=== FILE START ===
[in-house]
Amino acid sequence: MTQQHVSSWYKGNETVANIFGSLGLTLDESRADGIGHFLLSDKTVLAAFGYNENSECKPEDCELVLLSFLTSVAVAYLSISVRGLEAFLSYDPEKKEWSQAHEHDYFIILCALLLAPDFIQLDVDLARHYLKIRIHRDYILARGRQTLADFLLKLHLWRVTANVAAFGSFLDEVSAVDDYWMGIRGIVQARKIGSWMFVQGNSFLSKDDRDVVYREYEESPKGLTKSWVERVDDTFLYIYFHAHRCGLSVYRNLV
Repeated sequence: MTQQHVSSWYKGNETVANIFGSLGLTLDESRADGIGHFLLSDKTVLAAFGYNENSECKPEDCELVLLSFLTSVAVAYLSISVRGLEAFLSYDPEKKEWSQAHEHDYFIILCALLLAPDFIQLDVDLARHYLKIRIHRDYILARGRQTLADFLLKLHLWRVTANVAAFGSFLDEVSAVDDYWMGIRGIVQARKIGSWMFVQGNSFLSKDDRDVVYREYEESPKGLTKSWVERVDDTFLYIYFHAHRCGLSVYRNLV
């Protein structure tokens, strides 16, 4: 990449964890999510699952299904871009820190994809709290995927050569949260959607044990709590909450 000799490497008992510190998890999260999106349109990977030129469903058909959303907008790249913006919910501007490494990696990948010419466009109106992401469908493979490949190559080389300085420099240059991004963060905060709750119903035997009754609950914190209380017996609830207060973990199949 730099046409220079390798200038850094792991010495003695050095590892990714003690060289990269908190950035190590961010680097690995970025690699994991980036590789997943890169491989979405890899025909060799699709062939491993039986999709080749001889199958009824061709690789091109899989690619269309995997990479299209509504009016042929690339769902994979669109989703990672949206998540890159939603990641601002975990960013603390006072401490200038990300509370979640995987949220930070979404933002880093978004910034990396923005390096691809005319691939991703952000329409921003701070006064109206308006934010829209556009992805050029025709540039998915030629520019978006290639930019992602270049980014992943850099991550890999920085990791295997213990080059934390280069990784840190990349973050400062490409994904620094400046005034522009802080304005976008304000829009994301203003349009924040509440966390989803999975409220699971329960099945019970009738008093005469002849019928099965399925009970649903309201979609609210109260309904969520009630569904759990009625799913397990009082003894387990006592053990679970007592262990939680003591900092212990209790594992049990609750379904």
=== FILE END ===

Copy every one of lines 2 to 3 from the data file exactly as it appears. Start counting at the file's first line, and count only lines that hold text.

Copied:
Amino acid sequence: MTQQHVSSWYKGNETVANIFGSLGLTLDESRADGIGHFLLSDKTVLAAFGYNENSECKPEDCELVLLSFLTSVAVAYLSISVRGLEAFLSYDPEKKEWSQAHEHDYFIILCALLLAPDFIQLDVDLARHYLKIRIHRDYILARGRQTLADFLLKLHLWRVTANVAAFGSFLDEVSAVDDYWMGIRGIVQARKIGSWMFVQGNSFLSKDDRDVVYREYEESPKGLTKSWVERVDDTFLYIYFHAHRCGLSVYRNLV
Repeated sequence: MTQQHVSSWYKGNETVANIFGSLGLTLDESRADGIGHFLLSDKTVLAAFGYNENSECKPEDCELVLLSFLTSVAVAYLSISVRGLEAFLSYDPEKKEWSQAHEHDYFIILCALLLAPDFIQLDVDLARHYLKIRIHRDYILARGRQTLADFLLKLHLWRVTANVAAFGSFLDEVSAVDDYWMGIRGIVQARKIGSWMFVQGNSFLSKDDRDVVYREYEESPKGLTKSWVERVDDTFLYIYFHAHRCGLSVYRNLV